The Chimney Sweeper

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My position on “The Chimney Sweeper”
William Blake’s “The Chimney Sweeper,” written in 1789, tells the story of what happened to many young boys during this time period in England. Too often, boys as young as five years old were being sold for the soul purpose of cleaning chimneys because of their small size. Blake does an amazing job at effecting me with this poem because you can really feel the pain of the poor boy Tom in the poem. Even though I had never heard of Chimney Sweepers before, Blake made me feel very strongly about the situation by writing in first person and using common language.

One way Blake makes this situation easy to relate to is the writing style he uses. There was not one word that I did not know and that made it much easier to relate to and fully understand the entire poem. I think he did this purposely because the children he was writing about were so young and he wanted young kids to be able to take from this poem just as much as an adult would. My life, along with many other children’s lives who have been touched by this poem were not as tragic as the boys he wrote about, but each of them can easily be strongly effected by the clear message he gives the reader. Each child, including me, will read this poem and think, “Things might get tough, but there is always a bright side.” He shows us this when he says, “Hush, Tom! Never mind it, for when your head’s bare You know that the soot cannot spoil your white hair,” (Blake 8).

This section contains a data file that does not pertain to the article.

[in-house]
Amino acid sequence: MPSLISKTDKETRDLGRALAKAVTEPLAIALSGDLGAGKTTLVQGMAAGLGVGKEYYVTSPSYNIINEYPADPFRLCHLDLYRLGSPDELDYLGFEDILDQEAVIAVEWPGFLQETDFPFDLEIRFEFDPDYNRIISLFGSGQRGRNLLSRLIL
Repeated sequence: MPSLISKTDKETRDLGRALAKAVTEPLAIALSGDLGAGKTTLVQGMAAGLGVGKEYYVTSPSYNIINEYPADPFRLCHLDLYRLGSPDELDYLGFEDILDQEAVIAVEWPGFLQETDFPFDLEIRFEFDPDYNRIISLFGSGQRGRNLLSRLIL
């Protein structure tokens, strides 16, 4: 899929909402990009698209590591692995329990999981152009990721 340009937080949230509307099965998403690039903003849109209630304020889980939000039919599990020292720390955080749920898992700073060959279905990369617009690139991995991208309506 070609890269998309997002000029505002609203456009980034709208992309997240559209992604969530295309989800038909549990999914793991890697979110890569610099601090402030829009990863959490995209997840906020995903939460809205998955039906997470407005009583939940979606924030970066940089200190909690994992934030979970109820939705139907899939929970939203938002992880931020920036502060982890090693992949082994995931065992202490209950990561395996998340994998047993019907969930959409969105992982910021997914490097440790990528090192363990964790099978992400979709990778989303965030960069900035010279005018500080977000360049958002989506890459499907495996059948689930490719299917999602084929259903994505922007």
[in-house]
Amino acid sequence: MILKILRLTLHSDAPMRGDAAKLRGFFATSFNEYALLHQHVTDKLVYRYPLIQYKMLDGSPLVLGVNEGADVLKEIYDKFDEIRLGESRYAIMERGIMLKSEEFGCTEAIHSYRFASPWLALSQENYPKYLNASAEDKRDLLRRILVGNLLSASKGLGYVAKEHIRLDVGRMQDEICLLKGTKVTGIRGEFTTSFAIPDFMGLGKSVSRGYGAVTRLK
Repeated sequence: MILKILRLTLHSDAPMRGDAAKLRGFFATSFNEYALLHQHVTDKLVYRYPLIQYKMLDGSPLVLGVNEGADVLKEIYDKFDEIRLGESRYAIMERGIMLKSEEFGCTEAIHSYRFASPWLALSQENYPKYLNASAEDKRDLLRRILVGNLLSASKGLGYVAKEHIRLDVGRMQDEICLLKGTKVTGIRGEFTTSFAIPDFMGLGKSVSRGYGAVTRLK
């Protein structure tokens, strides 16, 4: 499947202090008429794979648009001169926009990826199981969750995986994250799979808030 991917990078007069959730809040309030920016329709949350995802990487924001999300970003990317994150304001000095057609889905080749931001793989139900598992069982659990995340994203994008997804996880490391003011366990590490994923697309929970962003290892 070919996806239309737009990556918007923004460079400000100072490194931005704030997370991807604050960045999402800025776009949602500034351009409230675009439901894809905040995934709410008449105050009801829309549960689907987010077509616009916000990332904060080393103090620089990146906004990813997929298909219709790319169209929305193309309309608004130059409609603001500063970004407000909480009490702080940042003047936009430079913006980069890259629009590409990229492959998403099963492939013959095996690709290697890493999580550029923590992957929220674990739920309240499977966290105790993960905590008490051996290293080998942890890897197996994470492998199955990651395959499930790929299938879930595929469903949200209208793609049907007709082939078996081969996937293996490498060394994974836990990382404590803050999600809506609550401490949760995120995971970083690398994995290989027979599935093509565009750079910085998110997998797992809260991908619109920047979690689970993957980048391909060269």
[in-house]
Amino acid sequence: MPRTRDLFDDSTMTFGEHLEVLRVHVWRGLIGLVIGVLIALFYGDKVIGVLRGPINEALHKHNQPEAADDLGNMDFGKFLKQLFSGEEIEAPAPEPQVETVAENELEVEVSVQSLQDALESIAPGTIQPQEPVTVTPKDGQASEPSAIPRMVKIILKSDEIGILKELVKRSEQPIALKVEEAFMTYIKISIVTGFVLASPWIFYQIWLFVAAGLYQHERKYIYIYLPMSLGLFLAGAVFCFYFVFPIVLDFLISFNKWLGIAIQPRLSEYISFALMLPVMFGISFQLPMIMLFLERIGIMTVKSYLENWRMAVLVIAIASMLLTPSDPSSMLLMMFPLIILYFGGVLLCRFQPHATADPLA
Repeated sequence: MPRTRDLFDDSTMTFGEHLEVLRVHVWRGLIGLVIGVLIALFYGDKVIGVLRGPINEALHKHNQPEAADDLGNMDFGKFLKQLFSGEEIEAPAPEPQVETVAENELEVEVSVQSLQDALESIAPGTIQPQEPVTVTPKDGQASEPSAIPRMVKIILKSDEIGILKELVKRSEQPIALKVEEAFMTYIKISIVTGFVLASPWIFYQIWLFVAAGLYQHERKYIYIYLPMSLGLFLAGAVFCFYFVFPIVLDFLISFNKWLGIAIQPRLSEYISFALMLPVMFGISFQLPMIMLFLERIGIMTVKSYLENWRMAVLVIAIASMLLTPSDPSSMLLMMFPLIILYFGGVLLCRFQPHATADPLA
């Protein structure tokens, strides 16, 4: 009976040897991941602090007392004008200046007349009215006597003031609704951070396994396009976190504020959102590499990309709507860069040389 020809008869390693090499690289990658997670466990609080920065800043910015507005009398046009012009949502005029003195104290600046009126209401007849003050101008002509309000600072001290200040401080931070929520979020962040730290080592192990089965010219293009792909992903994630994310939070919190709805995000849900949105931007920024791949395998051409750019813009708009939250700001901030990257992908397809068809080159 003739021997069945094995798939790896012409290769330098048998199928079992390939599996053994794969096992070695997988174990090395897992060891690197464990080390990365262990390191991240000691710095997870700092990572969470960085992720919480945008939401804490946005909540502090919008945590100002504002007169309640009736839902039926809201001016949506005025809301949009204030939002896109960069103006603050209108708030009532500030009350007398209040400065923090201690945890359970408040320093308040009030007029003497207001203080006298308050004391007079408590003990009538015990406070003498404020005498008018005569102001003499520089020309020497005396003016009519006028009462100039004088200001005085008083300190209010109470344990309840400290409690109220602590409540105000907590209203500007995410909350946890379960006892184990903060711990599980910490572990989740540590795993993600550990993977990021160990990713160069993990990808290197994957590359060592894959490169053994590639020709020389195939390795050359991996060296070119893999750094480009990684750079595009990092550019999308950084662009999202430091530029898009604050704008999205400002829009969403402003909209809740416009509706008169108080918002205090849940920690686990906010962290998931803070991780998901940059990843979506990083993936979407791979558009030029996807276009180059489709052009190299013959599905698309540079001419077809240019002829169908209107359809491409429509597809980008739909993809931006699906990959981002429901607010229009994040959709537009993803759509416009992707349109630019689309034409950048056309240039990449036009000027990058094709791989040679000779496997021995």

Blake’s writing also allows for the reader to have very detailed visual pictures by writing in first person. Also, by using first person, it created a deeper sense of sympathy I had for Tom in the poem. It made me care that much more about him that he was an actual person. It made me realize not just the circumstances of what was going on, but how hurt and deprived Tom and many other children felt. The pain I feel for this boy is so strong when Blake writes, “So your chimneys I sweep, and in soot I...
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